This was just supposed to be a short note on the last post, but it spiraled a bit out of control.
In the part where I discuss characters who suffer life's disappointments but don't become curmudgeons, I was going to include Prince Myshkin from Dostoevsky's The Idiot. This isn't one of my favorite novels, by any means, but it is usually cited as one of the few novels which features a good man, who rises above disappointment and remains noble. At the same time, it struck me that while Myshkin was cruelly used (not all that dissimilarly from Philip Carey in Maugham's Of Human Bondage), can one bad love affair really "justify" a character turning into a grump? After all, there are so many fish in the sea and all that. I would have an easier time accepting someone who had been disappointed in love many times and/or who never married, maybe not even having a true first love. (Perhaps prior to the 1960s, a really public jilting would turn a woman into a grumpess.)
Nonetheless, when I think of characters who have become justifiably grumpy in their middle to old age, I am thinking of those who were talented but never reached much success in their careers whether blocked by a rival or not, those who had their dreams dashed in one way or another or who literally had their possessions stolen away* -- or who were married and their spouses left them. And of course, almost any character who had a spouse or a child die on them. All these would be reasonable grounds for being a least a bit curmudgeonly. Having given this broader definition, I probably could come up with more fictional characters, particularly secondary characters, but I am running late and will have to decide later if it is worth coming back around and filling up the roster, so to speak.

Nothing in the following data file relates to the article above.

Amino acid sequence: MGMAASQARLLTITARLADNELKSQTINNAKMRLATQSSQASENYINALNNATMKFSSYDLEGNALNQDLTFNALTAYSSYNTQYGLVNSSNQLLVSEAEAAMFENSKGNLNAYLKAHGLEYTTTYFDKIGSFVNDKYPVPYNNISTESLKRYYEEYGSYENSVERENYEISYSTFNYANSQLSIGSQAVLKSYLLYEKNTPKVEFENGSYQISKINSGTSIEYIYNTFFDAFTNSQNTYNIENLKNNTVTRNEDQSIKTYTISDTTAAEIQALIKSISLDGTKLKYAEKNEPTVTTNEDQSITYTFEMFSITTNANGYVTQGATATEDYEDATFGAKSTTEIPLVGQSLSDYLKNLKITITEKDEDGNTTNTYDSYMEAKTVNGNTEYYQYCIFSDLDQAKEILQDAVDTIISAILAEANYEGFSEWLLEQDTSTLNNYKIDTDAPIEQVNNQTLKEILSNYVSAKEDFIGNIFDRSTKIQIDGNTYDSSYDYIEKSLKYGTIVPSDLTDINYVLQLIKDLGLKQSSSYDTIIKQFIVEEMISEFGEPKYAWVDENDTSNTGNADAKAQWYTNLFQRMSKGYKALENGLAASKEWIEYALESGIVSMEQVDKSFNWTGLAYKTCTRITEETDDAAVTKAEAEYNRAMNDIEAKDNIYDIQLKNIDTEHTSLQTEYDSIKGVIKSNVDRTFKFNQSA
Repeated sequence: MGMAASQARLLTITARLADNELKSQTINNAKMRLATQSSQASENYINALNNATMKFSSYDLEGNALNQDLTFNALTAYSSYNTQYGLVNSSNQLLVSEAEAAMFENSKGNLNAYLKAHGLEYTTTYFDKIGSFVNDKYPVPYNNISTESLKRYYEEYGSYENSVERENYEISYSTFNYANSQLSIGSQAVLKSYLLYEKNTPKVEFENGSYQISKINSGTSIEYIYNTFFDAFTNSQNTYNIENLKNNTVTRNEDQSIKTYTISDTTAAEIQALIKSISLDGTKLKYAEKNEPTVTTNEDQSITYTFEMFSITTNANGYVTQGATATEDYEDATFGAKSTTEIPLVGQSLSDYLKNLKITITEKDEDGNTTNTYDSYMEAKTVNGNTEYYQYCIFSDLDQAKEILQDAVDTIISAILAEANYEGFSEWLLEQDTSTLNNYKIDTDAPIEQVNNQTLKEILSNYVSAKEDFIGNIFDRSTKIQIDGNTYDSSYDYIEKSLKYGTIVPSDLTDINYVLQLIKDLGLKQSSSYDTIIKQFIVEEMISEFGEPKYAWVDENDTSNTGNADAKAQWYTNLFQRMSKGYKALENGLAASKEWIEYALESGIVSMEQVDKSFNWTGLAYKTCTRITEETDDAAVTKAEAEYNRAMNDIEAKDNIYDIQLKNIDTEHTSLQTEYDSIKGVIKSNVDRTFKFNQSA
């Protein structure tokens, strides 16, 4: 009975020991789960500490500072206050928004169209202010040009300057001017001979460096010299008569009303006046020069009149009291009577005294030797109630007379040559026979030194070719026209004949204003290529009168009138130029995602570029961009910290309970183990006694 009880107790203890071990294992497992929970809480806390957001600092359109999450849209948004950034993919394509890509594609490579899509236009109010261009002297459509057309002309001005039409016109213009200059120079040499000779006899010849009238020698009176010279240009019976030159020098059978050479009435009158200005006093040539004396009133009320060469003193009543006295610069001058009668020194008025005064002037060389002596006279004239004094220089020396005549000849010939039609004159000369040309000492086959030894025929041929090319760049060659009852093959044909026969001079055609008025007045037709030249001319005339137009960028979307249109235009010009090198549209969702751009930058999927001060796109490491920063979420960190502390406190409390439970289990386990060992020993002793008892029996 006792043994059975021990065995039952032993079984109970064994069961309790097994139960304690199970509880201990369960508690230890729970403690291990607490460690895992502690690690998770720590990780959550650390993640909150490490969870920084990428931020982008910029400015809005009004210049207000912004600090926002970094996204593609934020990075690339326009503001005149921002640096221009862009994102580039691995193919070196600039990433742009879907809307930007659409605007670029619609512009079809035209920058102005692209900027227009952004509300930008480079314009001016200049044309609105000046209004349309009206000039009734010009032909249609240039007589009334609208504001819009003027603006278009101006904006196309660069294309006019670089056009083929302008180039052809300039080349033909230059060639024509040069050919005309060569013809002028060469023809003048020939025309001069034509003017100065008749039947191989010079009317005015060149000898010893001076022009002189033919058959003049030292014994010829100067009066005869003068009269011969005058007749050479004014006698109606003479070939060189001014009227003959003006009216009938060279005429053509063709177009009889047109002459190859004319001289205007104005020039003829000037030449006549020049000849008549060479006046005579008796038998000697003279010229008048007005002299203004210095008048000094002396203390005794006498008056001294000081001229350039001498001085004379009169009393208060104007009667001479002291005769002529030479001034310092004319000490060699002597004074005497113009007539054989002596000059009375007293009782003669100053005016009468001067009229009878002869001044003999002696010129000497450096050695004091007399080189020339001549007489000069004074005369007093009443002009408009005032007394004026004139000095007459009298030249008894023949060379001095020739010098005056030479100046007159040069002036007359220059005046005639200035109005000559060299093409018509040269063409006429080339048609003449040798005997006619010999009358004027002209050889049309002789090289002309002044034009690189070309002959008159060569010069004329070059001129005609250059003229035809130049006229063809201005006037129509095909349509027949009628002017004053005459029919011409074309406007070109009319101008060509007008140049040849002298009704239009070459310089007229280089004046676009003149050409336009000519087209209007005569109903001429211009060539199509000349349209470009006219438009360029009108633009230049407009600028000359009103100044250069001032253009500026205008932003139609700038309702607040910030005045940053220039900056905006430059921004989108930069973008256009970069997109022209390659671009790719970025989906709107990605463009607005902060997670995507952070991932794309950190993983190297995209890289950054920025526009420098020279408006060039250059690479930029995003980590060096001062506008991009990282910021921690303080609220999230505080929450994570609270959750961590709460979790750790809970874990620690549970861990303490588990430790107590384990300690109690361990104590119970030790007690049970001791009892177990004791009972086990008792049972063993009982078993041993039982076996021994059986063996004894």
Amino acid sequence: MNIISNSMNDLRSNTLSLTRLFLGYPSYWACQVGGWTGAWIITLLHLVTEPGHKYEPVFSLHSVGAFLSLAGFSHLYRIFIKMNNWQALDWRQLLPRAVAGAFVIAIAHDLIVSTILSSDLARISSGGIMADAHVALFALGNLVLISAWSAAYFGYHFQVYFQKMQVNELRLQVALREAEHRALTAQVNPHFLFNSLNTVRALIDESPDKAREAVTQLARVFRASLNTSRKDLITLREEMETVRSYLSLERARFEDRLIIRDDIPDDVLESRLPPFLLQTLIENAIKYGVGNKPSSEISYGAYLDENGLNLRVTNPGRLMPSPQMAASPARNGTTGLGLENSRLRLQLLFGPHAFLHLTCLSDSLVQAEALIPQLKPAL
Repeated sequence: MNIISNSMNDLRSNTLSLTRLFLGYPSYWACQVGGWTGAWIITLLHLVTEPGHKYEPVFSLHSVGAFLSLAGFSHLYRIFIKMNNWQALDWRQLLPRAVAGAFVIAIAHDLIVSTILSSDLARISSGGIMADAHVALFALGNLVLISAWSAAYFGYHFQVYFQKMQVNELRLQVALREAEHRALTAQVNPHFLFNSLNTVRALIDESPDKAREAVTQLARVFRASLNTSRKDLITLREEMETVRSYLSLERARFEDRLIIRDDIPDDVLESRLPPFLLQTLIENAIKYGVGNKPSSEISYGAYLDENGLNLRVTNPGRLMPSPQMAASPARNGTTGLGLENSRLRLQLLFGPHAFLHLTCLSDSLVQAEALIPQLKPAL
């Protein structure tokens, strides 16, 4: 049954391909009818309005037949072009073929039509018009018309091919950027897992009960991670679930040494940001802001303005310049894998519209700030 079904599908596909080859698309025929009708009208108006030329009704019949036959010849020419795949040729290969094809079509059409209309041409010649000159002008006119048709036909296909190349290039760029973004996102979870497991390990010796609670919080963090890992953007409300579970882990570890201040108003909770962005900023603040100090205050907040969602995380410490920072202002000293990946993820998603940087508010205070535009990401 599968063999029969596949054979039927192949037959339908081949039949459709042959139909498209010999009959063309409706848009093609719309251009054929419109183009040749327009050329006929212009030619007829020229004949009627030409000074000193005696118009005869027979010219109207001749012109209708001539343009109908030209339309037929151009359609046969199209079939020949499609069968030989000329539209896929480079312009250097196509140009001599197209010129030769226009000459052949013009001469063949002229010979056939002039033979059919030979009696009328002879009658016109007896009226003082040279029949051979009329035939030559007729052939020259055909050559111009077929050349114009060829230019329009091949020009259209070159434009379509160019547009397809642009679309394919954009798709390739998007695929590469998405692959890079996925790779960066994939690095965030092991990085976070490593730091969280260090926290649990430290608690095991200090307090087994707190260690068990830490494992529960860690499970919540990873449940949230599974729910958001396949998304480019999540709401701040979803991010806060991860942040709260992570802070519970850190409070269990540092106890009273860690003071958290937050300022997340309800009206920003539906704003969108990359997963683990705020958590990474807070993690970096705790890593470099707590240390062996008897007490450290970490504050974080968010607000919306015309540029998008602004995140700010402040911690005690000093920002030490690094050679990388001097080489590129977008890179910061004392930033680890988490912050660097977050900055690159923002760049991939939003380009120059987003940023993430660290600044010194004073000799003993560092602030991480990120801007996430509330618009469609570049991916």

* And then of course there are a couple of cases where entire lives were stolen by another in a supernatural fashion. Here I am thinking of Dostoevsky's The Double as well as Hogg's The Private Memoirs and Confessions of a Justified Sinner.